Courthouse needs more plaster work
HOLLIDAYSBURG — More plaster repair work will be needed inside the Blair County Courthouse, the result of measures taken to stop water from leaking into the structure.
A month ago, commissioners authorized about $5,000 in emergency repairs so plywood boxes could immediately be built on the second floor of the courthouse, around areas where plaster pieces had fallen and were in danger of continuing to fall.
At Tuesday’s meeting, commissioners learned of additional plaster deterioration, also on the older side of the courthouse’s second floor.
As a result, commissioners authorized spending $4,964 for Albert Michaels Conservation Inc. to temporarily address the newest deterioration.
Because the moisture from the leaks is gone, the affected plaster is drying out, resulting in peeling and flaking and the potential for falling pieces, Chris Cook
of Albert Michaels Conservation Inc. told commissioners.
Using a layout of the courthouse’s second floor, Cook pointed to “bubbling” plaster above the middle stained glass window in Courtroom 1, where President Judge Elizabeth Doyle holds court. That’s the same courtroom where a plywood box was built in the corner to catch falling plaster.
Cook said there’s also a hole in Courtroom 1’s ceiling, created when loose plaster was removed.
Deteriorated plaster has also been found above Judge Wade Kagarise’s chambers in Courtroom 2, at the rear of Courtroom 2 and in the hallway outside Courtroom 2, Cook said.
In the area outside Courtroom 2, the plaster is close to the ceiling, with flakes descending onto a visitors’ bench.
Blair County Director of Public Works Rocky Greenland said he might recommend some safety measures to be taken while the deteriorating plaster is being removed or addressed.
“It’s a roll of the dice as to when it would fall,” Greenland said.
As for future work, County Administrator Helen Schmitt indicated that it must be handled by a qualified artisan, who must receive prevailing wage rates so the county is in compliance with labor laws.
“This is not just plaster work,” Greenland said. “It’s going to take someone with knowledge of plaster, knowledge of historic buildings, someone who knows what happens when you pull away a section of that plaster and how much plaster will remain secure.”
Replacing the damaged plaster involves a multi-step restoration process, Cook said.
Greenland said he wouldn’t assign county personnel to the project because this project requires an expertise with historic plaster restoration work.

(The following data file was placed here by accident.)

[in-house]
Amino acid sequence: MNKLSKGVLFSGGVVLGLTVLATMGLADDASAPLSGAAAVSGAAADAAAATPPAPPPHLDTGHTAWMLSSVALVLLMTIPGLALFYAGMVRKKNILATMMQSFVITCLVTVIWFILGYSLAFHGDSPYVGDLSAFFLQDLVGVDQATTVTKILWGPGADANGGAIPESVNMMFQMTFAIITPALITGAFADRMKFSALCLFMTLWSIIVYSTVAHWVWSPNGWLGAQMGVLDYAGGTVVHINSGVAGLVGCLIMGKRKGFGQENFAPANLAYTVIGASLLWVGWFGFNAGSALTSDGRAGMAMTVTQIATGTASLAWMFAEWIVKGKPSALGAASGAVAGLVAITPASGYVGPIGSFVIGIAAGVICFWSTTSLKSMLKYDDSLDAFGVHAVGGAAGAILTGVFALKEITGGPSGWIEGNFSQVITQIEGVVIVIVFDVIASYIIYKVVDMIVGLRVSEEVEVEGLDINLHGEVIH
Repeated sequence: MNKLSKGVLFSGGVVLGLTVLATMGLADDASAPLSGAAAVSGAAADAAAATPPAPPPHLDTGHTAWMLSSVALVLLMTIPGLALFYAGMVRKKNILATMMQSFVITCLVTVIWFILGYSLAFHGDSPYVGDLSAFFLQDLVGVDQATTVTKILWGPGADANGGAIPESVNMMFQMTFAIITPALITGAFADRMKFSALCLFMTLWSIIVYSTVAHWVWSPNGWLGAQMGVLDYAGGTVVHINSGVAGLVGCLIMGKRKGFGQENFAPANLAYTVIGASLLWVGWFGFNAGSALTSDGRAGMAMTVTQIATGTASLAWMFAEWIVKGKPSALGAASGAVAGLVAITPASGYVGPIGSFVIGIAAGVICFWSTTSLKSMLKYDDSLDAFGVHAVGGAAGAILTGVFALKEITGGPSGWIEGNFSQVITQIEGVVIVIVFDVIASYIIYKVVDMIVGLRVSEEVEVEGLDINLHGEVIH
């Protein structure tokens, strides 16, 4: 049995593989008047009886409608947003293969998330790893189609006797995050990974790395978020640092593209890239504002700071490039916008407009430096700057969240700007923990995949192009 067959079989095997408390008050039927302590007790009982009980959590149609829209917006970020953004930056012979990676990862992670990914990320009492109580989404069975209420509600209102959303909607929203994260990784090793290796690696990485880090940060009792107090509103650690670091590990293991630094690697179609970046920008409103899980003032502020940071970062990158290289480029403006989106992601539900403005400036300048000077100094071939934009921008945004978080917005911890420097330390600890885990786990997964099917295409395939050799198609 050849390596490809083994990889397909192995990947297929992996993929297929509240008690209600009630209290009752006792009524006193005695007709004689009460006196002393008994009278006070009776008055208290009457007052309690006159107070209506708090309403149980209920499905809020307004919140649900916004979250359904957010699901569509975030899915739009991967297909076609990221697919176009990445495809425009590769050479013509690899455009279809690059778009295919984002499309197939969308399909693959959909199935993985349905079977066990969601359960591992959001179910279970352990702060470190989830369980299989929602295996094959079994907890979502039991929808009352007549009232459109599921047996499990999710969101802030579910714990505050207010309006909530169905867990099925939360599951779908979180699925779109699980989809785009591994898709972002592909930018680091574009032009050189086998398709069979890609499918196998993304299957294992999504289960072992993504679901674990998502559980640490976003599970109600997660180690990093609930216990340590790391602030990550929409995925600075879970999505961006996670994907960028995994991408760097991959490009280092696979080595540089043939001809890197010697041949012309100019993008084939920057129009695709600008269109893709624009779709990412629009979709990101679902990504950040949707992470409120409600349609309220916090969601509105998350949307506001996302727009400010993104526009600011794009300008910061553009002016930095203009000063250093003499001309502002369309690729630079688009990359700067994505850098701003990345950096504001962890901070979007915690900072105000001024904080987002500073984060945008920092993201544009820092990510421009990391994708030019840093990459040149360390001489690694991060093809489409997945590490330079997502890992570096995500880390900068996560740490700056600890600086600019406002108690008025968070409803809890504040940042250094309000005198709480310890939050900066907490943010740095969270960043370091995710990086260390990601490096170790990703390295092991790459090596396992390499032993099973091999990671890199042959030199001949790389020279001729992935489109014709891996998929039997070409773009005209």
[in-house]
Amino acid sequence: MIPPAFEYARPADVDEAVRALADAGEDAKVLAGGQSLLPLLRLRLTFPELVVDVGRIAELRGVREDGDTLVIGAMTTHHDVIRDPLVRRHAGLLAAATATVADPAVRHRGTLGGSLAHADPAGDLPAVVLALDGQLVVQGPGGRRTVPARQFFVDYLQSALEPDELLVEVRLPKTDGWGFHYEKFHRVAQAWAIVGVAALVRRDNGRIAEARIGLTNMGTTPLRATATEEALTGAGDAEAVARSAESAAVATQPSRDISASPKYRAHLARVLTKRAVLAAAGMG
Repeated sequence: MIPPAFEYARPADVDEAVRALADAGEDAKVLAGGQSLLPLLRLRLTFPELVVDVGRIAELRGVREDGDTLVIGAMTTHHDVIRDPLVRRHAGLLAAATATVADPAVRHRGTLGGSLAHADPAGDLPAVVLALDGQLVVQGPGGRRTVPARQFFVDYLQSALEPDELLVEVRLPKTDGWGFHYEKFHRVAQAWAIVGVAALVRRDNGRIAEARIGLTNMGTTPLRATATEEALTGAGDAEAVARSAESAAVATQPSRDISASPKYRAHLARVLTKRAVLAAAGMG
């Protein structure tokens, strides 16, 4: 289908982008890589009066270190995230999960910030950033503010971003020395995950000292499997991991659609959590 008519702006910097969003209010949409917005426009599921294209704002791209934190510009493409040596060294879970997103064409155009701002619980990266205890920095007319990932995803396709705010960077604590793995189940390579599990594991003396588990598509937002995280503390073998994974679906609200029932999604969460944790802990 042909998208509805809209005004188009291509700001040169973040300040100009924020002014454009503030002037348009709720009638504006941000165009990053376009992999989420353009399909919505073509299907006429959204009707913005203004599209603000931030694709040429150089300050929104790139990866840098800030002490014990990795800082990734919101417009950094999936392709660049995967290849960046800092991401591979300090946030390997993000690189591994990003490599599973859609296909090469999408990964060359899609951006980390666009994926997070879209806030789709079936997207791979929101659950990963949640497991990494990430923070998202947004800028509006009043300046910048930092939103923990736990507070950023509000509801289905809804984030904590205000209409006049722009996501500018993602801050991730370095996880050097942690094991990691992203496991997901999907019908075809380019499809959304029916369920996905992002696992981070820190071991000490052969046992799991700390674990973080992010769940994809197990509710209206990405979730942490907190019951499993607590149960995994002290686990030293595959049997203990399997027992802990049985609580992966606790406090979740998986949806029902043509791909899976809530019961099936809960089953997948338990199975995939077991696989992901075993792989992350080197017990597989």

“Part of what we’re tearing out is plaster patchwork that was done in the past,” Greenland said. “And it didn’t hold up.”
At Tuesday’s meeting, Cook also presented one of 13 restored wooden filigrees that are going to be returned this week to the top of the cathedral-style windows in Courtroom 2.
Cook’s company removed multiple layers of paint from the filigrees and window frames, then repaired damaged wood and applied varnish.
“This is exactly what they would have looked like 150 years ago,” Cook said.
Cook also advised the commissioners: “There’s no need to ever go back to painting.”
Commissioners also agreed Tuesday to evaluate two of the three bids submitted for wooded slat window blinds that will replace the aged ones removed last year when the window restoration work began. The lowest bid came from Caldwell Windowares of Pittsburgh, at $6,579, and the next-to-lowest was submitted by Top-to-Bottom Interiors of Altoona, at $6,590. The highest bid of $12,825 did not include the required bid bond.
Project Architect David Albright told commissioners that he was pleased with the bids for a job that was anticipated to be more expensive.
“As soon as we get the filigrees up, they’ll come in and get the dimensions for the blinds,” Albright said.
While the windows appear to be the same size, Albright said they have slight difference that will affect the size of the blinds.
The county will not be purchasing new drapes to replace the aged drapes that previously framed the windows.
Those drapes did nothing more than hide deterioration and problems, Commissioner Terry Tomassetti said.
Mirror Staff Writer Kay Stephens is at 946-7456.